Plan B

Share

I’ve been reading Anne Lamott’s Plan B: Further Thoughts On Faith. I read some of Bird By Bird, which was recommended to everyone attending the Willow Creek Arts Conference several years ago. That was a book about writing, and it had some sensible advice in it. Reading it did not prepare me for the mixture of  vitriolic bitchiness and grave splendor in Plan B.

Anne Lamott is a Christian. She loves Jesus and follows him to the best of her ability. She’s also a liberal Democrat who hated President George Bush. She swears. She refers to God with feminine pronouns. She lets us see her dirty laundry.

Several years ago when I was still single, I was visiting some friends who had a young girl. While I chatted with my friends in the kitchen, their little girl played with another little girl who was also visiting. The two girls were both about four or five years old. After a while, her parents became concerned that they had not heard from their girl in quite a while. They went looking for her and found her with her playmate in the closet in her bedroom. She had pooped on the floor. She and her little friend had taken the poop and smeared it all over themselves and the walls of her closet. I decided it was a good time to excuse myself and go home.

Reading Lamott’s book is a little like discovering those two girls playing with poop. It is at once funny, cute, disturbing, and disgusting. And I’m so relieved that I don’t have to clean any of it up.

Some of her entries—the book reads like a blog—are touching and sweet, like the one about having a dog. Others, like the one about her son’s adolescence, are painful. A few, such as the one describing a peace march in the rain, are infuriating.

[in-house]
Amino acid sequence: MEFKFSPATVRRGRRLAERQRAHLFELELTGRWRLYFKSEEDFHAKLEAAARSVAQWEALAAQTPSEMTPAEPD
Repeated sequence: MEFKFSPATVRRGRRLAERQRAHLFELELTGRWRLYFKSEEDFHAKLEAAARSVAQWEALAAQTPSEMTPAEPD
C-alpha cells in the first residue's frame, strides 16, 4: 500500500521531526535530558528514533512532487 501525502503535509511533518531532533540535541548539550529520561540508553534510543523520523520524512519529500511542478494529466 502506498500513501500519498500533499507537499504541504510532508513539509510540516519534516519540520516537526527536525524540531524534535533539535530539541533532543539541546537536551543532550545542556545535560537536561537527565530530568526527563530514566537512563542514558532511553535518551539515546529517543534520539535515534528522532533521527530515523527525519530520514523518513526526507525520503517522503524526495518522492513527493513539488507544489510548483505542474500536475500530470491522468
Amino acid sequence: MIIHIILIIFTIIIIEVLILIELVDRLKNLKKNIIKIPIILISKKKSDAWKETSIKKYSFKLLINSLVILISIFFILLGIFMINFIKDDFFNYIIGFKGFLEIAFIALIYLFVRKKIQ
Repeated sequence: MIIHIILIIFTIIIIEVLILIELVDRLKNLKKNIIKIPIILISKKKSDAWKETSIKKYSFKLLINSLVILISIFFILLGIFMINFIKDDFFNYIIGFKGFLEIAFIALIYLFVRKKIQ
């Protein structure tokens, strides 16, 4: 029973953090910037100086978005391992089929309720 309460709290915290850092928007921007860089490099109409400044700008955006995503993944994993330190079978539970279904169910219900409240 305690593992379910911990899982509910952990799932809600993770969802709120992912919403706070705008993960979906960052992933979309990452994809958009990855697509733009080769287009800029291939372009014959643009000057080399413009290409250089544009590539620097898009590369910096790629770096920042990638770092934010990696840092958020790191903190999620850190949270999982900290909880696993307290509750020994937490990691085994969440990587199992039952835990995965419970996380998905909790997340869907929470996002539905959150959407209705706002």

Which brings me to why I recommend this book.

I like to think of myself as calm and steady, not easily ruffled. Sure, I have occasional bouts of rage when I yell at my son in that stentorian voice reserved for righteous indignation and motivating teenagers, but I’m a reasonable guy even when others are unreasonable. Yet I have come away from reading Plan B seething with anger and indignation. What’s going on?

It turns out that I’m offended at Lamott’s liberalism. Despite claiming that Christians need not be Republicans, when I’m confronted with a genuine, liberal Democrat, who is obviously a genuine Christian, I am affronted. I want to deny her a place in the kingdom—which is an innocuous way of saying, “She can go to hell.” Not a very charitable response.

Instead I keep reading. I try to see her point of view. I try to imagine living next door to Anne Lamott, borrowing a cup of sugar, inviting her to a barbecue, making small talk about the weather and maybe eventually working around to politics with great caution and deliberate care. I wonder if she will hate me for voting Republican. I wonder: Can we be friends? I hope we can. Because I like her. She’s my sister.

Share
This entry was posted in book review, Christians. Bookmark the permalink.